The tours and travel industry was beginning to recover before the second wave
Last Updated at June 23, 2021 15:57 IST
The tours and travel industry, which was beginning to recover before the second wave of Covid-19 infections began, will now see revenue this fiscal reaching only 35%-40% of the pre-pandemic levels, ratings agency Crisil said on Wednesday.
While companies have raised capital last fiscal and will continue with cost-control measures to cut cash losses, a significant decline in travel, and continued uncertainty about the pandemic will weigh negatively on their credit profiles.
This is as per Crisil’s study of three sector majors that account for over half of the domestic tours and travel industry, with a reported revenue of Rs 11,300 crore in fiscal 2020.
Tours and travel operators provide services such as air/bus ticketing, hotels/packages for both leisure and corporate travel within India and overseas. These companies saw their revenues plunge to Rs 2,300 crore last fiscal, which was only 20% of fiscal 2020 levels, after the nationwide lockdown and other restrictions led to a sharp reduction in travel.
The industry was brought to a standstill in the first quarter of last fiscal — the peak travel season because of summer holidays — which eroded revenue 95% on-year. However, fortunes started to mend gradually thereafter, with improving air traffic and demand for short domestic holidays lifting revenue to 55% of the pre-pandemic level by the fourth quarter.
Then the second wave set in. Under its impact, the first quarter of this fiscal is expected to be almost a washout once again, this time because of state-level lockdowns.
Says Manish Gupta, Senior Director, CRISIL Ratings, “With states beginning to ease restrictions and vaccination rates expected to improve, we see domestic travel picking up slowly from the second quarter. However, segments such as international holidays and inbound travel may see recovery only in the second half, and that too only if travel restrictions are eased in foreign countries.”
“Also, with meetings and events shifting to the online mode, corporate travel is expected to remain under pressure. Overall, therefore, revenue this fiscal may reach only a little over a third of the pre-pandemic level.”
To be sure, the industry was in the red even pre-pandemic, on account of high marketing and promotion expenses. Under additional pressure because of the pandemic, players cut their sales promotion expenses and other fixed costs by 45%-50%, which limited their cash burn last fiscal to around Rs 700 crore.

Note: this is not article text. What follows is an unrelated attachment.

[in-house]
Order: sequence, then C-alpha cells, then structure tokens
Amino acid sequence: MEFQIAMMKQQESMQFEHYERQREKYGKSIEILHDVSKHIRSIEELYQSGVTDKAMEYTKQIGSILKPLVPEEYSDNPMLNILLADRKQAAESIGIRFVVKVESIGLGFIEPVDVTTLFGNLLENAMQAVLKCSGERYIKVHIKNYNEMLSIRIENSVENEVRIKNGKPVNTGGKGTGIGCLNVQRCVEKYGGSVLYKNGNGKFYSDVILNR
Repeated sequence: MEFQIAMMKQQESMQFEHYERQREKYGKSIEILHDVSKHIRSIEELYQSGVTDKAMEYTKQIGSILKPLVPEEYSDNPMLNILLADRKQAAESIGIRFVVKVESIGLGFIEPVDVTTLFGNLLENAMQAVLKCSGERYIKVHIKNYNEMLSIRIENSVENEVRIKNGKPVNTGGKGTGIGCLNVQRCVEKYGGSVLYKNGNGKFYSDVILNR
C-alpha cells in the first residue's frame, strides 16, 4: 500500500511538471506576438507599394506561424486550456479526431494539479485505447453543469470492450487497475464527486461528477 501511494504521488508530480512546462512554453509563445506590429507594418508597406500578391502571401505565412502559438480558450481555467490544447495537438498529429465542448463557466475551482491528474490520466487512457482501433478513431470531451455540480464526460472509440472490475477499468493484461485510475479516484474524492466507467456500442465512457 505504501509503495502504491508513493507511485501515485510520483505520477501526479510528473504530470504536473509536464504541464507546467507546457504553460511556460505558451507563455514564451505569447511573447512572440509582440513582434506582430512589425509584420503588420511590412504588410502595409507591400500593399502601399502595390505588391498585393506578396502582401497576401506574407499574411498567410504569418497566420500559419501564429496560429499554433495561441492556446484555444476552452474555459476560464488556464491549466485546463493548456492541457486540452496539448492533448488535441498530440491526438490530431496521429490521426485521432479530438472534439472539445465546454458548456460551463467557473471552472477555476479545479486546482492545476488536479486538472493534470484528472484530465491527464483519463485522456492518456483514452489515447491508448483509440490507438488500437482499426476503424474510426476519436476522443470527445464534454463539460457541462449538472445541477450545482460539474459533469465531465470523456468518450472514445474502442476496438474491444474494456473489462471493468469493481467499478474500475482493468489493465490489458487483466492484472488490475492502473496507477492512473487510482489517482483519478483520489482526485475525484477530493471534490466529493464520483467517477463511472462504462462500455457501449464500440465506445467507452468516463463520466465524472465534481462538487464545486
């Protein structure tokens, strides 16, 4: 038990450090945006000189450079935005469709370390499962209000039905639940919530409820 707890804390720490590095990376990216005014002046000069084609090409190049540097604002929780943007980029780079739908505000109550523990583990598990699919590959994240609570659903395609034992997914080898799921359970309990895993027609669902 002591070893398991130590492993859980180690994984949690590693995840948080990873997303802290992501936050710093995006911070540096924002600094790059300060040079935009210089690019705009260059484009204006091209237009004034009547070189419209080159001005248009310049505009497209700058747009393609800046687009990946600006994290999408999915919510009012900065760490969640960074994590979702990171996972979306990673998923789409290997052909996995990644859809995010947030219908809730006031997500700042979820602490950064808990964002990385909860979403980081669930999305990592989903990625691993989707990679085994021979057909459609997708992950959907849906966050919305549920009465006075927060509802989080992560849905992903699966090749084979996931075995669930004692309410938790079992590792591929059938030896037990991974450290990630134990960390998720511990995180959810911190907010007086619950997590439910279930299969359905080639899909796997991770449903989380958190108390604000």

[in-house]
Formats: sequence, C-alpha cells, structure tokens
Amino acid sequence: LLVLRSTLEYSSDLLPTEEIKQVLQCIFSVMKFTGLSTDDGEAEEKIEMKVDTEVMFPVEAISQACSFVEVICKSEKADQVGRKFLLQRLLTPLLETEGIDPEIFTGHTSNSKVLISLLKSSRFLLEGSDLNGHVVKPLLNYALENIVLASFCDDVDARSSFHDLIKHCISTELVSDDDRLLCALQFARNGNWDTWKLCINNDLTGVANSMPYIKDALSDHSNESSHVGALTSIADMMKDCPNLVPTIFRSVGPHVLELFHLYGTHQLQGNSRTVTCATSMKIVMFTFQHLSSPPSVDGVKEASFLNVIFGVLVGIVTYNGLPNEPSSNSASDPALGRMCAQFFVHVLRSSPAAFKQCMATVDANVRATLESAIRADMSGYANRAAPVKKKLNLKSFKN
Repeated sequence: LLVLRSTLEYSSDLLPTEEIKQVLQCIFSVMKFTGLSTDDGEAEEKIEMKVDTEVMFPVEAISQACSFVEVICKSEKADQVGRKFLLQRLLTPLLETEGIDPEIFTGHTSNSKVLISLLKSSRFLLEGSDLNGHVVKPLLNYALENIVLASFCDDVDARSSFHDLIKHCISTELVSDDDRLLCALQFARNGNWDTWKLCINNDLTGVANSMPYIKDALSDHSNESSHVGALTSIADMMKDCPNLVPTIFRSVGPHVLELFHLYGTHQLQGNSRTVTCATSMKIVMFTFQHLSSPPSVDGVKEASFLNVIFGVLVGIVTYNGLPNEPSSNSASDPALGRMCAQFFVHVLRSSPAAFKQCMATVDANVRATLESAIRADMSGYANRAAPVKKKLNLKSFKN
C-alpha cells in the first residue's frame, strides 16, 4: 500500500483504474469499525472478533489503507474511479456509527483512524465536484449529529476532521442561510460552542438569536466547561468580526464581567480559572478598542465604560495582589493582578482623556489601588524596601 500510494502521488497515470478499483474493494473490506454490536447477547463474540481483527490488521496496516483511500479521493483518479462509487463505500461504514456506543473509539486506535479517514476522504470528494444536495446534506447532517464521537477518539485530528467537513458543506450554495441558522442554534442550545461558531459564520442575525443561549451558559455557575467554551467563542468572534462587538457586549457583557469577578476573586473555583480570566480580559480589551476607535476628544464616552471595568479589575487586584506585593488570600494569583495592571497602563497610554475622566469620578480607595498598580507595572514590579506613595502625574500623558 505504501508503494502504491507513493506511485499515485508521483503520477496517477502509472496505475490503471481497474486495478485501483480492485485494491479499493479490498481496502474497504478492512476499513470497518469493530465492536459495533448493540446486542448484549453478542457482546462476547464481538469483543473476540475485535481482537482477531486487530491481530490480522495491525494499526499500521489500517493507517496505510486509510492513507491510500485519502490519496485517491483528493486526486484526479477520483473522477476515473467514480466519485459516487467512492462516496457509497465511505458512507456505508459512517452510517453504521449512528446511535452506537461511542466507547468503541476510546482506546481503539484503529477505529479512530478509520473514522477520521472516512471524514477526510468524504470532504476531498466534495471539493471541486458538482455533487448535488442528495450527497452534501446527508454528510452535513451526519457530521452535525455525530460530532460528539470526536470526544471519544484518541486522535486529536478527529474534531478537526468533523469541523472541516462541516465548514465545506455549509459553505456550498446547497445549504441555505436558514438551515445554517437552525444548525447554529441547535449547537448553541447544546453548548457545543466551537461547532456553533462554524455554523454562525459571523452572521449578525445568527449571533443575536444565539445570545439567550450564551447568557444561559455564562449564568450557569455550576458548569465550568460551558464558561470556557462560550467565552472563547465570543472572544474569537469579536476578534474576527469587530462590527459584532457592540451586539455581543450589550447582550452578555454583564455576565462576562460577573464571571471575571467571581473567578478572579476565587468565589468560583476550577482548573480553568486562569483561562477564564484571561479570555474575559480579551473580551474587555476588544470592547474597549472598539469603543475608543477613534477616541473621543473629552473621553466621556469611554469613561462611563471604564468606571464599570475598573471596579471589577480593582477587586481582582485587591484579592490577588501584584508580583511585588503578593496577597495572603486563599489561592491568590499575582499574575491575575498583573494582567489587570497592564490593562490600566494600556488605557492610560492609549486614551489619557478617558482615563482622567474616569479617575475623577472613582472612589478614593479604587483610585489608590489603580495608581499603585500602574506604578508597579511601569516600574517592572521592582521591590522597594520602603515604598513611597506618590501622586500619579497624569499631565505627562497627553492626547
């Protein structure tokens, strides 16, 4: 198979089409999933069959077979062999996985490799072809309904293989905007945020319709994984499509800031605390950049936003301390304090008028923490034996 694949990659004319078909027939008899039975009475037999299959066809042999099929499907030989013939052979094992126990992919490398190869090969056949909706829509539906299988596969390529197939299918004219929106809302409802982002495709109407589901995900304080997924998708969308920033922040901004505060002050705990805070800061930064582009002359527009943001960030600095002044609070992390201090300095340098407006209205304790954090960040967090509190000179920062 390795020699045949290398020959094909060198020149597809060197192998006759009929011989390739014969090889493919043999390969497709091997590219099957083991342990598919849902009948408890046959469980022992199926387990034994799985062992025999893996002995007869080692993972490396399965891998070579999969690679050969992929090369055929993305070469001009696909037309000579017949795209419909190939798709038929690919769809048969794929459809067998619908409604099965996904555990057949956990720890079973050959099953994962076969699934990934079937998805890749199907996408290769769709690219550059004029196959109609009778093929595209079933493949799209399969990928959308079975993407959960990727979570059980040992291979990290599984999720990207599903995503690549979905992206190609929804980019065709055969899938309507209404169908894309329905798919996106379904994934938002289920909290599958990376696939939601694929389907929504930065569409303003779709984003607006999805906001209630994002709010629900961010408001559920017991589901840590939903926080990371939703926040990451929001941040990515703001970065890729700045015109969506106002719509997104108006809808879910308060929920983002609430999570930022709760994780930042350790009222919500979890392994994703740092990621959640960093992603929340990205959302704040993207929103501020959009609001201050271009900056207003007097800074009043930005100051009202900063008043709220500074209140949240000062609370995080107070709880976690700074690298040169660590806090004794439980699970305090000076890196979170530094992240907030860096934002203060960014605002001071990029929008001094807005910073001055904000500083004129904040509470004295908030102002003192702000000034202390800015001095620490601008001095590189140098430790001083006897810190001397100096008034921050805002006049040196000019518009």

This fiscal, too, Crisil said that the industry is expected to post operating cash losses of around Rs 150-Rs 200 crore, though significantly lower than last year, with improved bookings and continued control of costs.
That said, travel operators have limited dependence on debt as their working capital cycle is typically negative because of high customer advances and creditors compared to low receivables. Further, companies raised capital last fiscal amid near-term uncertainties, which boosted their cash balance to over Rs 4,300 crore, against modest debt repayments of Rs 85 crore due this year.
Says Naveen Vaidyanathan, Associate Director, CRISIL Ratings, “The silver lining for the industry is people’s fundamental urge to travel may not have diminished. Multiple European countries, including France, Italy and Spain, began opening up their borders over the last two months to bring back tourists. The United States is expected to soon follow suit. However, uncertainties continue in the Indian context, including an improvement in vaccination rates, opening up of international borders for Indian travellers, and how corporate travel actually shapes up in the post-pandemic world. These uncertainties, along with continued losses, drive our negative outlook on the sector – and are also key monitorables.”
(Only the headline and picture of this report may have been reworked by the Business Standard staff; the rest of the content is auto-generated from a syndicated feed.)
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